However, the wheels were already in motion for at least one order for centrifuge parts. Sometime toward the end of 1975, possibly at the NUCLEX conference, Khan asked R.W.Y. van Blijenburgh of Van Dorne’s Transmissie (VDT), which provided superstrong maraging steel parts to UCN, whether his company could produce certain types of steel tubes for one of Khan’s “connections.”30 Khan already knew van Blijenburgh because of his regular contact with FDO. Based on the technical details Khan provided, van Blijenburgh made a sketch, which was submitted to VDT’s drawing office to prepare an official drawing.31 The official drawing, dated November 21, 1975, was derived from classified UCN information for experimental versions of two Dutch centrifuges.32 The tubes Khan requested were the raw materials of a particularly tricky part of a centrifuge known as a bellows, a Russian invention that prevents longer and more powerful centrifuges from breaking as they gain speed during start-up.
Austrian engineer Gernot Zippe had brought this type of bellows to URENCO. He had been captured by Soviet forces at the end of World War II and forced to work on the Russian centrifuge program until 1953. After being allowed to return to the West in 1956, he shared his new knowledge with faltering European centrifuge efforts, allowing them to make huge strides forward. Zippe’s bellows and longer centrifuges were critical to producing enriched uranium at a price competitive with the more established U.S. programs. This invention would make it more affordable to enrich uranium for nuclear reactors and nuclear weapons, ironically increasing the likelihood of the very kind of nuclear proliferation Khan sought to exploit.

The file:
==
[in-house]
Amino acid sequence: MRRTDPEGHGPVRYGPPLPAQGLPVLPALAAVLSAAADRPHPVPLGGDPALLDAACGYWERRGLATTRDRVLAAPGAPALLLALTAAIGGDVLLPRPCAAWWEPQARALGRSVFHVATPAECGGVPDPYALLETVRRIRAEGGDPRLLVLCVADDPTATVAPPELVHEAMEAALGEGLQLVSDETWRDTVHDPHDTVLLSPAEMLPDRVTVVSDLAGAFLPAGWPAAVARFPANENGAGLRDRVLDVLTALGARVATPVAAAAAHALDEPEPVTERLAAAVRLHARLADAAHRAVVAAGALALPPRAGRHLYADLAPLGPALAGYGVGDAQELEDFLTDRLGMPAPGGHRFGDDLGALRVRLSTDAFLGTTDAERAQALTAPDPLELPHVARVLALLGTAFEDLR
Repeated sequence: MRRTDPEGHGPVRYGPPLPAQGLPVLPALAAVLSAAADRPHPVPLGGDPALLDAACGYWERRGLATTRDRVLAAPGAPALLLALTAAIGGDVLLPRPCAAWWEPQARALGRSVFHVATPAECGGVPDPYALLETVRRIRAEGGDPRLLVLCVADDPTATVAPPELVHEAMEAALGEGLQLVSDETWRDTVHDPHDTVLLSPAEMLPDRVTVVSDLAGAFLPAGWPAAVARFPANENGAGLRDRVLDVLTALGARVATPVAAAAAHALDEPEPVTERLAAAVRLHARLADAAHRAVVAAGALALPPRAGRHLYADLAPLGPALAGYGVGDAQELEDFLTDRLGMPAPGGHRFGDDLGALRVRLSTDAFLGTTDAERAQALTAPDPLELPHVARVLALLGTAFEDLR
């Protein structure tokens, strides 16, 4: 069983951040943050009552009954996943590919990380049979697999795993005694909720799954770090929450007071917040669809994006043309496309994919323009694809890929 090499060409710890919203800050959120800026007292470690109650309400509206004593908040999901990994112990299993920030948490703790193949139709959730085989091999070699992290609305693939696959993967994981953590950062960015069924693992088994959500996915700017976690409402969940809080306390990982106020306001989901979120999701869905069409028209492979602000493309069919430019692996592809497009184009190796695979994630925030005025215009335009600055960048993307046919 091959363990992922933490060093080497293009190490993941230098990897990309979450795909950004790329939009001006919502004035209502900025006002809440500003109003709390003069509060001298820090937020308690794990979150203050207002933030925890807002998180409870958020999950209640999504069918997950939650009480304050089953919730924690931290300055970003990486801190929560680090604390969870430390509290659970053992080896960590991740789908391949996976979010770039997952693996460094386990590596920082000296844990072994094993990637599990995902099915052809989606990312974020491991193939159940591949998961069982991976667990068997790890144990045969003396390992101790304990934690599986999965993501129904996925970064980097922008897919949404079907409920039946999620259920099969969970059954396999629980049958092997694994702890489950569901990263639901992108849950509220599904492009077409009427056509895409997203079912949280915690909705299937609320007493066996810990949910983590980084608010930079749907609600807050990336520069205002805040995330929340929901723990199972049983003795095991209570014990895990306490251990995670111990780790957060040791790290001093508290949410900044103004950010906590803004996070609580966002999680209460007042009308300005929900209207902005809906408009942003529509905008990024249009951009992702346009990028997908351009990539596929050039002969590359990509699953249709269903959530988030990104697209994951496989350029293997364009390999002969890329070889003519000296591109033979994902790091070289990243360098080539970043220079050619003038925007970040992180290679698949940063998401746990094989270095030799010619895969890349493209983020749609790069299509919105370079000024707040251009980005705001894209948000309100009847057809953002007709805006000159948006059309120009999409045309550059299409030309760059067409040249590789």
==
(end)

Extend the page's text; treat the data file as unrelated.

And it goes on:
Pakistan would likely have encountered significant difficulty in attempting to make these parts without assistance. The tubes had to be cut into sections, then skilled machinists would carefully thin a portion of the cylinder which was placed in a machine that would create an inward facing bulge in the thinned section. Even the most capable machinists faced high rates of manufacturing error. In response to Khan’s request, VDT produced a written proposal to make the tubes.
Nobody responded to the proposal. Khan left the Netherlands on December 15, 1975, with his family “on holiday” and returned to Pakistan. Lubbers believed that Khan “understood the signal” of being denied access to the centrifuge project and “came in out of the cold.”33 A month later, in January 1976, Khan’s wife, Henny, returned to the Netherlands to meet Frits Veerman, one of Khan’s close co-workers at FDO. Khan asked Veerman in a letter to go to Khan’s office on a Saturday, collect all of Khan’s materials from his filing cabinet and hand them over to Henny.34 In that same letter, Khan asked Veerman to give Henny the home address of a mutual colleague who was an expert in the mass production of centrifuge components. He also asked Veerman to contact his brother, Abdul Lateef Khan, who was also living in the Netherlands, about making arrangements to visit Pakistan. Veerman refused these requests but later learned that Khan had nonetheless contacted their colleague.35